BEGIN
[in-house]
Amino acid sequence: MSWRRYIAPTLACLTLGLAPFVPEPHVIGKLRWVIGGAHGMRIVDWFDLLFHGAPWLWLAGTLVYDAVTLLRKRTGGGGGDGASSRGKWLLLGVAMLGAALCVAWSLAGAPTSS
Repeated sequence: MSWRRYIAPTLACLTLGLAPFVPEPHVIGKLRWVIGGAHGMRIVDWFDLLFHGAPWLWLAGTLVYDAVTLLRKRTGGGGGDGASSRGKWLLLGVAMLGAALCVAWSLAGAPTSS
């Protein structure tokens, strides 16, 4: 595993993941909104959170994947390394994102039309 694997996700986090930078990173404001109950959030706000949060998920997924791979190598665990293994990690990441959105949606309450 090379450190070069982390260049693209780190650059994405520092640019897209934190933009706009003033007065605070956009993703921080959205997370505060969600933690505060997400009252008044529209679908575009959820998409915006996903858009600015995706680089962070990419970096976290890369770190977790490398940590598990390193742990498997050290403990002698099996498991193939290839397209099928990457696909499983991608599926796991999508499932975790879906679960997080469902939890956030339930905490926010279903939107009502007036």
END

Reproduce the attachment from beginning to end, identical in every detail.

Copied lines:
[in-house]
Amino acid sequence: MSWRRYIAPTLACLTLGLAPFVPEPHVIGKLRWVIGGAHGMRIVDWFDLLFHGAPWLWLAGTLVYDAVTLLRKRTGGGGGDGASSRGKWLLLGVAMLGAALCVAWSLAGAPTSS
Repeated sequence: MSWRRYIAPTLACLTLGLAPFVPEPHVIGKLRWVIGGAHGMRIVDWFDLLFHGAPWLWLAGTLVYDAVTLLRKRTGGGGGDGASSRGKWLLLGVAMLGAALCVAWSLAGAPTSS
């Protein structure tokens, strides 16, 4: 595993993941909104959170994947390394994102039309 694997996700986090930078990173404001109950959030706000949060998920997924791979190598665990293994990690990441959105949606309450 090379450190070069982390260049693209780190650059994405520092640019897209934190933009706009003033007065605070956009993703921080959205997370505060969600933690505060997400009252008044529209679908575009959820998409915006996903858009600015995706680089962070990419970096976290890369770190977790490398940590598990390193742990498997050290403990002698099996498991193939290839397209099928990457696909499983991608599926796991999508499932975790879906679960997080469902939890956030339930905490926010279903939107009502007036």